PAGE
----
It is a glorious day, full of clashing colours. Under a cerulean sky, a shopkeeper sets out a dazzling array of fruit - tomatoes, lemons, aubergines, satsumas - in plastic bowls. Vivid Black Lives Matter murals brighten up once-drab walls.
Most of the eateries - the Italian cafes, African restaurants and Turkish kebab shops, for which Govanhill is known - are closed. The exotic spices and sticky Asian sweets which, in non-pandemic times, titillate the eyes and nose, are hidden behind shutters.
But the streets still thrum with noise. Behind us, men in hard hats go in and out of the boarded-up Edwardian baths as regeneration work finally gets underway after 20 years of campaigning. “It’s such a thrill to see,” says Monaghan. “A proper victory for People Power.”
On the surrounding streets, a man dressed in shalwar kameez and a skull cap hollers hello to a neighbour, faces peer out of chiffon-draped windows, while bin lorries stop to pick up rubbish.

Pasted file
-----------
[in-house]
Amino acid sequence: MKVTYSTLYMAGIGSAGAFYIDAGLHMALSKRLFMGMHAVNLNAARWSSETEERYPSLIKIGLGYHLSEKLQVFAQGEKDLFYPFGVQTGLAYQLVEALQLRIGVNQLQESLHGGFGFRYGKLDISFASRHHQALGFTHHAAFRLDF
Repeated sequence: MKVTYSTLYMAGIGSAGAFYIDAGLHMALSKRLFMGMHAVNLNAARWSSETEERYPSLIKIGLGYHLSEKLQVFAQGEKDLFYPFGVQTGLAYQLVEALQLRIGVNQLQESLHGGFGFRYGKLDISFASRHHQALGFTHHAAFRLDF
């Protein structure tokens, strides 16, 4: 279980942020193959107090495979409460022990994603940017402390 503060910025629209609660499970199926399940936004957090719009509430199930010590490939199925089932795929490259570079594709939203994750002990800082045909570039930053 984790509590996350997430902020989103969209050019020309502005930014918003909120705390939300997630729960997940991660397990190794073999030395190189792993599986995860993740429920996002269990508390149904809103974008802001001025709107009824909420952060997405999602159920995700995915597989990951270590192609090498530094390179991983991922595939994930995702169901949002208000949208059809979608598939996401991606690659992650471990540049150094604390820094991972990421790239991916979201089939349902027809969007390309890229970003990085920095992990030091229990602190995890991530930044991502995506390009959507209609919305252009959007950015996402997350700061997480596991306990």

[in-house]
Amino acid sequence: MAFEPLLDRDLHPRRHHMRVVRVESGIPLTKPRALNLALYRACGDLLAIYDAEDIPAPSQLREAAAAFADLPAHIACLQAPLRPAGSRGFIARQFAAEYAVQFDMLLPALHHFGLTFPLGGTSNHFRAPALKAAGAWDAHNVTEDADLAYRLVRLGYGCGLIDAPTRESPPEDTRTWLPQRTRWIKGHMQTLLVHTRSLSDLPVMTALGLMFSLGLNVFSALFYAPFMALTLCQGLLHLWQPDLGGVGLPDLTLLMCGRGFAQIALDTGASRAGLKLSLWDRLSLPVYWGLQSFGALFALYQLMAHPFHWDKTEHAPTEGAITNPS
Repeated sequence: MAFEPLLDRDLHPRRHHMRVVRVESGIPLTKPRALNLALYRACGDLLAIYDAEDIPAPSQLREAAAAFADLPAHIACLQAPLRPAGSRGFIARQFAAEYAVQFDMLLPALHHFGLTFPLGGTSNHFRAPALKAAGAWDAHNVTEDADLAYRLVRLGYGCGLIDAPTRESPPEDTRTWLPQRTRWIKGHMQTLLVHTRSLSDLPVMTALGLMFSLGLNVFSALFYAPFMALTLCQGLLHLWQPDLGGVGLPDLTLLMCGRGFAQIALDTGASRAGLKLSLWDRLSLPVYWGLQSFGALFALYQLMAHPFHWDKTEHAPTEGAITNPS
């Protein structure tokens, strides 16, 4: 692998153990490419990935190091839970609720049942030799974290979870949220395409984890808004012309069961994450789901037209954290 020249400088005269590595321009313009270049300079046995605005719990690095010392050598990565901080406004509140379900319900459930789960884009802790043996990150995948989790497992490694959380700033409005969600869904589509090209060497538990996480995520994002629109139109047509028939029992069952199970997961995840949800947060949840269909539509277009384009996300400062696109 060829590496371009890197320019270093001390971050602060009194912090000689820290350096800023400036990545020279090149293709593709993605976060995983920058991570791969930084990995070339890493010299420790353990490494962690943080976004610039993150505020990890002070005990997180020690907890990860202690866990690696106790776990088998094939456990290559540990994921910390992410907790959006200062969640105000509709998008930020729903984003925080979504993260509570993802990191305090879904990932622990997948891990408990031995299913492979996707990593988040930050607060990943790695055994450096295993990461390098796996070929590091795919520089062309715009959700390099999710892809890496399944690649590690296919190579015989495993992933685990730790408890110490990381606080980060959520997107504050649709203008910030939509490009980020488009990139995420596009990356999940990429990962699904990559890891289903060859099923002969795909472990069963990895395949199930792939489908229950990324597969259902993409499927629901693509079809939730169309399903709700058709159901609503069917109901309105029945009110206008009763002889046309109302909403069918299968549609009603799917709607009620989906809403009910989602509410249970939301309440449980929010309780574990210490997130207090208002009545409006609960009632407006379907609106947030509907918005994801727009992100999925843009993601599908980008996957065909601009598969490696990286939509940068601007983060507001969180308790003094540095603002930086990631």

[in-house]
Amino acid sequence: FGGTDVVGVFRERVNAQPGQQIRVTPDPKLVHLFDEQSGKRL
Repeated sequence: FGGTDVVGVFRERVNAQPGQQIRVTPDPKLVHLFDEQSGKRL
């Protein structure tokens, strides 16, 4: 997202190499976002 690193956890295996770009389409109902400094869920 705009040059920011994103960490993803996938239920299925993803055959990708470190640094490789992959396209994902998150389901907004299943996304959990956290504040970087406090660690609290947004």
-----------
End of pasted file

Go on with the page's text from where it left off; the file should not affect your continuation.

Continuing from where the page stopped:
It is the Holyrood election that has brought me to Govanhill which - famously - lies in Glasgow Southside, the constituency Nicola Sturgeon has held since its creation in 2011.
Glasgow Southside is one of Scotland’s most diverse constituencies. It takes in the gated mansions of Pollokshields as well as Ibrox and Govan, which once teemed with shipyard workers. It takes in Strathbungo, with its Greek Thomson terraces as well as the Gorbals, a former melting pot of Irish, Italian and Jewish immigration.
Govanhill encompasses just one square mile and 18,000 residents; and yet it is these few streets between Pollokshaws Road and Cathcart Road which garner the greatest attention.
With 52 nationalities and 32 languages, some friction is inevitable. The neighbourhood is also home to several thousand Roma, one of the most stigmatised ethnic groups in the world, and there is no shortage of rogue landlords willing to cram large families into single rooms in poorly maintained properties.
But it is the fact Sturgeon is its MSP that has made it a lightning rod for the far-right. In recent years, Govanhill has found itself at the centre of a succession of negative, and often unfounded, stories about litter, crime and child sexual exploitation.